I nuked my far too large amount of “friends” on Facebook, and got rid of people I bumped into once or twice or who I no longer talk to. The only people who can email me such that it gets into my Facebook inbox are my close friends and family – and I only have 70 of them, not 500, not 1000. I don’t accept friend requests from anyone I haven’t met several times in person because of this, and if a stranger messages me through my personal Facebook, then I will leave it in the “other mail” and simply not reply (I do specifically say on the public description on my Facebook page not to message me via that page).
You also can’t message me privately on my Facebook brand page, so I can handle wall posts as social media time and not email time. Same with Youtube – private messages have been turned off. And when I set up a new profile anywhere, such as italki this year, the first thing I do is disable private messaging and chat feautres. I don’t want to check a dozen inboxes every day, just one.
8. Give people other options on the contact-me form
This means that when people want to get in touch with me, they can only 1. Reply to the emails sent after signing up to the Language Hacking League email list or 2. Use this form.
Out of all the emails I get, about 15-20 of them are asking me the same questions day in and day out. So when this happens enough, I go back to the form and add in a notice to warn people before they see the form so they don’t send that same message. No advertisement requests on the blog, links to posts that have Frequently Asked Questions they are likely to be asking and so on.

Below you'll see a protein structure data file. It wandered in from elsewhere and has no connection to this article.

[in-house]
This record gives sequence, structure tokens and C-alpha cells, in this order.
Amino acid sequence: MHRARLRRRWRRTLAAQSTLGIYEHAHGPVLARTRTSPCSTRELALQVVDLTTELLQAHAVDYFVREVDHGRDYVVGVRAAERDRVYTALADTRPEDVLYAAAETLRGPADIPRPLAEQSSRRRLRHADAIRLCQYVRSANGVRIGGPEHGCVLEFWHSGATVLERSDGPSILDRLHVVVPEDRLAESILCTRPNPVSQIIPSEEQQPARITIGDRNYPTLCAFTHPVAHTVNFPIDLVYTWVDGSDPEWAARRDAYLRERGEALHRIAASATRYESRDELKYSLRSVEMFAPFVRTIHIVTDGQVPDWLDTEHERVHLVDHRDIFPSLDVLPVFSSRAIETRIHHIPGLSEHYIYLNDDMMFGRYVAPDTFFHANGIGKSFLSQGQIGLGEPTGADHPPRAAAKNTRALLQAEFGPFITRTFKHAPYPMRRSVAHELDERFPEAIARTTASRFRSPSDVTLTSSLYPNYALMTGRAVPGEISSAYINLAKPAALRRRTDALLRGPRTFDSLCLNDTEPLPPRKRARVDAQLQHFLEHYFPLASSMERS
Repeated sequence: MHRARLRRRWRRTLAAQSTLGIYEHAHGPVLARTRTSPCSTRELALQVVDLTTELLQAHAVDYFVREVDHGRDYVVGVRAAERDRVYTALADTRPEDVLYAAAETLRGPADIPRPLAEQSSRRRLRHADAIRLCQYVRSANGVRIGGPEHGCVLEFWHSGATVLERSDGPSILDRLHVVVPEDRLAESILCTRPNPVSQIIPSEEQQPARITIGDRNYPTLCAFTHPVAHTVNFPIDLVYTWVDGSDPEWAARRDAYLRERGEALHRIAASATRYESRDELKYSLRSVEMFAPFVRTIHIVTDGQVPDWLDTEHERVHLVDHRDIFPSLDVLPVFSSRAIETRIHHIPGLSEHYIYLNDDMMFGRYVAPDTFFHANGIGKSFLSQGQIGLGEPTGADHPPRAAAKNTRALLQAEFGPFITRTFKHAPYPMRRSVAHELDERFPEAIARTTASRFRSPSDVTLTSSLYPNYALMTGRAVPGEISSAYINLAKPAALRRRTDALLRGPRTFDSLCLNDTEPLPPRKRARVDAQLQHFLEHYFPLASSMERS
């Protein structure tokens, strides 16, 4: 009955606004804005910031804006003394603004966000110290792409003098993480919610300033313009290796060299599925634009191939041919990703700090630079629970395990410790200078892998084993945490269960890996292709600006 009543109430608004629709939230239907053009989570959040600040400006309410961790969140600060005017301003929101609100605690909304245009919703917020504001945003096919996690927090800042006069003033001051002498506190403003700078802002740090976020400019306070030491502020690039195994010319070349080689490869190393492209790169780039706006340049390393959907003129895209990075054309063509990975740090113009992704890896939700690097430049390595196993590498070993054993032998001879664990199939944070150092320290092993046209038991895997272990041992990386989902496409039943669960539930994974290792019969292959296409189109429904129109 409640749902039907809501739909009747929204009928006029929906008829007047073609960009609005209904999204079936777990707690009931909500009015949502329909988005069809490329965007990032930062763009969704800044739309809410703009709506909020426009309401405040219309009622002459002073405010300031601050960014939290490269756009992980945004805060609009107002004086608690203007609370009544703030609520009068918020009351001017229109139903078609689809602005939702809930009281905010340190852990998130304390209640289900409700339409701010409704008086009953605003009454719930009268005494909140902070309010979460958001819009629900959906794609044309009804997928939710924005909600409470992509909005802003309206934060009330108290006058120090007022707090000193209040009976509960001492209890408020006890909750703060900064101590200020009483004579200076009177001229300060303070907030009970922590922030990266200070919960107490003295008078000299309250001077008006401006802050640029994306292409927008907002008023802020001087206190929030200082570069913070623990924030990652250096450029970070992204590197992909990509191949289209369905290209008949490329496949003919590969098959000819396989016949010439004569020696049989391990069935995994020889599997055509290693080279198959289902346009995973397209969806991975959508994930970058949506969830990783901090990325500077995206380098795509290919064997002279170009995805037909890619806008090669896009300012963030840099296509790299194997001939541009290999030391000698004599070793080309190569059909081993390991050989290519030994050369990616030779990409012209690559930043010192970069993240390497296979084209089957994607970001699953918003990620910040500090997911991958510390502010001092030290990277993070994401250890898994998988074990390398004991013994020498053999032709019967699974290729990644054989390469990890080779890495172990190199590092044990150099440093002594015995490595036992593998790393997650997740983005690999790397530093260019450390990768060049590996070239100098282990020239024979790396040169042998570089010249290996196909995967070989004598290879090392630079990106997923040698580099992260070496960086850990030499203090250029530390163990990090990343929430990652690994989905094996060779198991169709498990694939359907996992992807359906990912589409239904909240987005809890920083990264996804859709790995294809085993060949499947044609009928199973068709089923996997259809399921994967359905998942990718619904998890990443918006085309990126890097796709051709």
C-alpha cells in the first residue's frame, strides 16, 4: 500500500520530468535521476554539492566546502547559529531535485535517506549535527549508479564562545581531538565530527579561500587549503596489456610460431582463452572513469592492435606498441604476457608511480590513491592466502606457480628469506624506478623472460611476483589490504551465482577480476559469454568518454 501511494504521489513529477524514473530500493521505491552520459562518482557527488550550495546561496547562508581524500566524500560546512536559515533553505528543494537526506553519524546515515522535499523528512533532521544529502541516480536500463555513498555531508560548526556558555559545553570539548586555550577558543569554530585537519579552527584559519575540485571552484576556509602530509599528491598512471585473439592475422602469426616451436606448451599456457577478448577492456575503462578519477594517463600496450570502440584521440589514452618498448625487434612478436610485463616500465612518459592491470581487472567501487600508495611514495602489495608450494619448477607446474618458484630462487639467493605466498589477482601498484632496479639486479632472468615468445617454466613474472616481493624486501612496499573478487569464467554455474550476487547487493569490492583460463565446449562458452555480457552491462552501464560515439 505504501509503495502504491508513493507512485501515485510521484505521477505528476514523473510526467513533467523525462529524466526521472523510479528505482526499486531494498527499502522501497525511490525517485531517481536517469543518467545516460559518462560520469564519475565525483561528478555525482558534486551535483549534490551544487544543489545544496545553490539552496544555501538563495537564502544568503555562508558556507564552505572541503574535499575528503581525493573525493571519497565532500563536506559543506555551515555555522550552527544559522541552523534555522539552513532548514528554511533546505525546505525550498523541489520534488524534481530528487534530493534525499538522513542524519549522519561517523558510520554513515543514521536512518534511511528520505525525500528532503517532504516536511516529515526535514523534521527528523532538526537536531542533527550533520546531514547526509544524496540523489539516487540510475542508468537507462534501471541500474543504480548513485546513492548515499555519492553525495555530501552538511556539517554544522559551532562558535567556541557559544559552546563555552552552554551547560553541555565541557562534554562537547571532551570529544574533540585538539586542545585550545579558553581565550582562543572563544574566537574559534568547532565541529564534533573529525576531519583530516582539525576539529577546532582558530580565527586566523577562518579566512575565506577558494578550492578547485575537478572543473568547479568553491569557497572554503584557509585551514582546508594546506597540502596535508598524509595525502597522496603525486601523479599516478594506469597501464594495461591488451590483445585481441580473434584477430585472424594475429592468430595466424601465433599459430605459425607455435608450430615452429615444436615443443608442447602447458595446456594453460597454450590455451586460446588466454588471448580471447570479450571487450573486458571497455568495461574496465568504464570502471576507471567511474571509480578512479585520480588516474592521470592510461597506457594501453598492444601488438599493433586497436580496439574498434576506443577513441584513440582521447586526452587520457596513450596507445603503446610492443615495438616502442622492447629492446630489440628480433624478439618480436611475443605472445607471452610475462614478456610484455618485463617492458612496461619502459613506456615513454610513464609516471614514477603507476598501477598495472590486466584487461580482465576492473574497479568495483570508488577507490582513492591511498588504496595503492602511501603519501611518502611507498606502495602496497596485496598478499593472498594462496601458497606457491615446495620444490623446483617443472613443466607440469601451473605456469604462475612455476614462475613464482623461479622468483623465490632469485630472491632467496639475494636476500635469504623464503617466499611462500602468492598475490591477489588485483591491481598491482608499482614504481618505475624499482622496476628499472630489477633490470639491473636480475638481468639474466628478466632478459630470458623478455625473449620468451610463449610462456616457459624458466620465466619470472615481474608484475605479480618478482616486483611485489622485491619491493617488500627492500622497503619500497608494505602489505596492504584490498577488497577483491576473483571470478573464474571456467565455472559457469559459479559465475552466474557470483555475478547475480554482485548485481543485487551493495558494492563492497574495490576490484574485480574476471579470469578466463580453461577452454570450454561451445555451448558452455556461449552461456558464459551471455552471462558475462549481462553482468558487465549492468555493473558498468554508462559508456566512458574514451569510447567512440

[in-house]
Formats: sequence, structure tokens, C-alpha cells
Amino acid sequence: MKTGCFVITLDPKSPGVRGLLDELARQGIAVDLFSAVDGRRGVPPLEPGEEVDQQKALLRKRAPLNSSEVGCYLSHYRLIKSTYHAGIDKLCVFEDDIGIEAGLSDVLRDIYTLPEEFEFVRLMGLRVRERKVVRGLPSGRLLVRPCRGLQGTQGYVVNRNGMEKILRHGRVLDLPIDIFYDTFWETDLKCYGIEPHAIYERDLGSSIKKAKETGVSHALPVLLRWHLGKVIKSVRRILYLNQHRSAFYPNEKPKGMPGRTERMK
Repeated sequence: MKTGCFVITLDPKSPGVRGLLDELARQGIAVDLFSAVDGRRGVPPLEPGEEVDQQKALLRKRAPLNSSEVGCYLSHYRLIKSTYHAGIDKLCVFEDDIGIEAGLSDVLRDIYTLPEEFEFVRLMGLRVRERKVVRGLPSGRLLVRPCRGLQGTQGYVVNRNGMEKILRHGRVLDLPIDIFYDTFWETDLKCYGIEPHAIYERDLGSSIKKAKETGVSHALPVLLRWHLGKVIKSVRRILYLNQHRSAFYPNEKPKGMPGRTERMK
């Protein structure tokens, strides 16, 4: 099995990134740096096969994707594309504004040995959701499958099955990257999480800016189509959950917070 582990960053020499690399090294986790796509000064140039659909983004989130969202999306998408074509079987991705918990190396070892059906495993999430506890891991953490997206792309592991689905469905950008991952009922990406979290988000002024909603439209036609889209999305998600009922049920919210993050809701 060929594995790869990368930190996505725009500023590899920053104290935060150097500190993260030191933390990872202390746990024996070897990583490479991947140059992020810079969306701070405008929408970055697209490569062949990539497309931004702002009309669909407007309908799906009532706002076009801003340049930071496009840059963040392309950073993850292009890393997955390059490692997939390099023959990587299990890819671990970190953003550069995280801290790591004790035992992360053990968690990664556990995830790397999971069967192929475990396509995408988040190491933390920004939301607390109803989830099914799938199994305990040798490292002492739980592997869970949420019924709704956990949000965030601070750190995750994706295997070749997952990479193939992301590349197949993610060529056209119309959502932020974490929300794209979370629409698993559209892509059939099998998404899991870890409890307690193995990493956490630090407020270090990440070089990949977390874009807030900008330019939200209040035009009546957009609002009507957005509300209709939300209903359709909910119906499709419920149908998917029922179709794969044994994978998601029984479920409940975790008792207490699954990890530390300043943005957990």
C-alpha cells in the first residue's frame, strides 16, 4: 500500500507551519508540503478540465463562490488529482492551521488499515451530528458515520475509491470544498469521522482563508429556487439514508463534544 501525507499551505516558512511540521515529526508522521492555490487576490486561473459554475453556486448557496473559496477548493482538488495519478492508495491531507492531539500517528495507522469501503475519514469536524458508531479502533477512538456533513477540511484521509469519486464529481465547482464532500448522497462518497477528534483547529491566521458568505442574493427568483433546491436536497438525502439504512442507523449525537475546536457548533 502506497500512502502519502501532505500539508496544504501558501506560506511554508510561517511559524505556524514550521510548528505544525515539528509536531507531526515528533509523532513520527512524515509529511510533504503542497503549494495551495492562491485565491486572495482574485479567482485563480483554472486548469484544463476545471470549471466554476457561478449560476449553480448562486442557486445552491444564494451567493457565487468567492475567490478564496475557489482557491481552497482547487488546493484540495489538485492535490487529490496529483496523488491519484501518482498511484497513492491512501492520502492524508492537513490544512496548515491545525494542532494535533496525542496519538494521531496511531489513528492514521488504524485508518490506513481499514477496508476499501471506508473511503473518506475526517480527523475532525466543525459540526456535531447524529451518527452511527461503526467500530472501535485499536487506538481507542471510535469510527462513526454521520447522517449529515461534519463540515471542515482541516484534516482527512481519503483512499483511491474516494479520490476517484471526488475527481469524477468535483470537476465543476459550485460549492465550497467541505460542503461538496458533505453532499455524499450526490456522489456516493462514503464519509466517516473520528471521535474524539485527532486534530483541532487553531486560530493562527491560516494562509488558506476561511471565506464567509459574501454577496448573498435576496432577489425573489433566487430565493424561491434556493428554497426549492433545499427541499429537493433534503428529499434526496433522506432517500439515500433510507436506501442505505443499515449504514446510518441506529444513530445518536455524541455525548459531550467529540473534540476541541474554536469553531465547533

This precursor immediately reduced the amount of the messages I’d get that I’d be sending the same answer to over and over.
I also suggest that they use the forum if it’s a “How do I learn a language” style question, since I simply cannot sit down and answer a single email for hours explaining my language learning approach – people are welcome to ask the community or search my site, or watch the TEDx talk to get all my secrets.
9. Canned replies for repeated questions
Sometimes it’s a question that I can’t really warn them in advance with a quick link on the contact-me form, but it’s still something that I get day in and day out. The biggest one by far is a specific question that I answer in a specific post, that they may not have found by using the search tool on my site.
In this case, I have a template set up to thank them for the question and a space to paste in a link to the relevant post. I was even getting enough of these to merit creating a template one for Spanish and French! This way I only have to activate the canned reply, paste the appropriate link in, and the email is dealt with within seconds.
10. See who’s writing to you or if they wrote to you before, with Rapportive
Now, the one major catch about using email compared to social media platforms like twitter, Facebook, Youtube and so on, is you don’t know anything about that person apart from their name – not even what they look like!
When dealing with languages where even saying “you” requires that you know if you are writing to a boy or a girl and I can’t really tell that from their name, and just in general to make my email experience much more personal so I feel like I’m writing to real human beings, it’s nice to see a nice photo and any other info about that person.
With this in mind, I have the plugin Rapportive installed. This searches social media platforms for their email address and returns what it can – usually a Facebook photo, and sometimes even a few status updates. I find this helps me get some context for who I’m writing to.
Before this, if I was really confused, I’d take the time to copy and paste their email and enter it into a search in Facebook, but now it’s just sitting there for me, saving me some time.
It also gives me the context of if this person has emailed me before. I get so many emails, that it’s impossible to keep track and if I write to someone like it’s the first time they ever emailed me, but they have done so already, then I can be much more helpful in not repeating myself. All their previous emails are linked to in the side.